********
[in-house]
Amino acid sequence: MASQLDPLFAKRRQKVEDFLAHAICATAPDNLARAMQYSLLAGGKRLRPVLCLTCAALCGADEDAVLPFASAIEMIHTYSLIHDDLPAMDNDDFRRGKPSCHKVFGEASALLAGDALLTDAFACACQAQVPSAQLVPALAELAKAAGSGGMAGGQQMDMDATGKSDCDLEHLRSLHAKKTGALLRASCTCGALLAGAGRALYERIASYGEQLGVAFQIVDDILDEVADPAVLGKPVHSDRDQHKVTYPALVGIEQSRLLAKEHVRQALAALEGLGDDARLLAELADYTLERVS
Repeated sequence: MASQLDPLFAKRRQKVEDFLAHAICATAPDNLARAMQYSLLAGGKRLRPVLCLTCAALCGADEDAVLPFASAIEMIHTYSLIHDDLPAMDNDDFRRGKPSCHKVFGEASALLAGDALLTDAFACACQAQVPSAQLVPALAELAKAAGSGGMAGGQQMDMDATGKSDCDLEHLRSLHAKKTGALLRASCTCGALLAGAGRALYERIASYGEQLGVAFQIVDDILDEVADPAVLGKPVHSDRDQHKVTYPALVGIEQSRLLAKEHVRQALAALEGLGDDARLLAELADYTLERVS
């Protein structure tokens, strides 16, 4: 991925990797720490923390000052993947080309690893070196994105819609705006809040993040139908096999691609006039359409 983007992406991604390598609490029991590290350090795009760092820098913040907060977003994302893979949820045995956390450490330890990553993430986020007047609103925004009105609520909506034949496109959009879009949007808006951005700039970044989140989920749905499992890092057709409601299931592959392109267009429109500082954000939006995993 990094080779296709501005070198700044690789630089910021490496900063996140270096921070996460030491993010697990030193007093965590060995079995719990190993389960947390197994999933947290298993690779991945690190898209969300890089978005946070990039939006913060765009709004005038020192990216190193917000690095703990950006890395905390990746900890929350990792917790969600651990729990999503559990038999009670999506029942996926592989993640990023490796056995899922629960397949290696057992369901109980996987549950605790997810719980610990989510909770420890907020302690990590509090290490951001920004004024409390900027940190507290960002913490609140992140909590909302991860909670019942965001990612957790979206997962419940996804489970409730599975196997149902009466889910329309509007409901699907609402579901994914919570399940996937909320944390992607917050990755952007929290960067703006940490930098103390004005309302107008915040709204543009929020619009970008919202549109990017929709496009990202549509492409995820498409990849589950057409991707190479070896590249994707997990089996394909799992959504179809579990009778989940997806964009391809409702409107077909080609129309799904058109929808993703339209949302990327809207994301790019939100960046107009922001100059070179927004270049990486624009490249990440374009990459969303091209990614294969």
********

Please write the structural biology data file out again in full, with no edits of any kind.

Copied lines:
[in-house]
Amino acid sequence: MASQLDPLFAKRRQKVEDFLAHAICATAPDNLARAMQYSLLAGGKRLRPVLCLTCAALCGADEDAVLPFASAIEMIHTYSLIHDDLPAMDNDDFRRGKPSCHKVFGEASALLAGDALLTDAFACACQAQVPSAQLVPALAELAKAAGSGGMAGGQQMDMDATGKSDCDLEHLRSLHAKKTGALLRASCTCGALLAGAGRALYERIASYGEQLGVAFQIVDDILDEVADPAVLGKPVHSDRDQHKVTYPALVGIEQSRLLAKEHVRQALAALEGLGDDARLLAELADYTLERVS
Repeated sequence: MASQLDPLFAKRRQKVEDFLAHAICATAPDNLARAMQYSLLAGGKRLRPVLCLTCAALCGADEDAVLPFASAIEMIHTYSLIHDDLPAMDNDDFRRGKPSCHKVFGEASALLAGDALLTDAFACACQAQVPSAQLVPALAELAKAAGSGGMAGGQQMDMDATGKSDCDLEHLRSLHAKKTGALLRASCTCGALLAGAGRALYERIASYGEQLGVAFQIVDDILDEVADPAVLGKPVHSDRDQHKVTYPALVGIEQSRLLAKEHVRQALAALEGLGDDARLLAELADYTLERVS
């Protein structure tokens, strides 16, 4: 991925990797720490923390000052993947080309690893070196994105819609705006809040993040139908096999691609006039359409 983007992406991604390598609490029991590290350090795009760092820098913040907060977003994302893979949820045995956390450490330890990553993430986020007047609103925004009105609520909506034949496109959009879009949007808006951005700039970044989140989920749905499992890092057709409601299931592959392109267009429109500082954000939006995993 990094080779296709501005070198700044690789630089910021490496900063996140270096921070996460030491993010697990030193007093965590060995079995719990190993389960947390197994999933947290298993690779991945690190898209969300890089978005946070990039939006913060765009709004005038020192990216190193917000690095703990950006890395905390990746900890929350990792917790969600651990729990999503559990038999009670999506029942996926592989993640990023490796056995899922629960397949290696057992369901109980996987549950605790997810719980610990989510909770420890907020302690990590509090290490951001920004004024409390900027940190507290960002913490609140992140909590909302991860909670019942965001990612957790979206997962419940996804489970409730599975196997149902009466889910329309509007409901699907609402579901994914919570399940996937909320944390992607917050990755952007929290960067703006940490930098103390004005309302107008915040709204543009929020619009970008919202549109990017929709496009990202549509492409995820498409990849589950057409991707190479070896590249994707997990089996394909799992959504179809579990009778989940997806964009391809409702409107077909080609129309799904058109929808993703339209949302990327809207994301790019939100960046107009922001100059070179927004270049990486624009490249990440374009990459969303091209990614294969």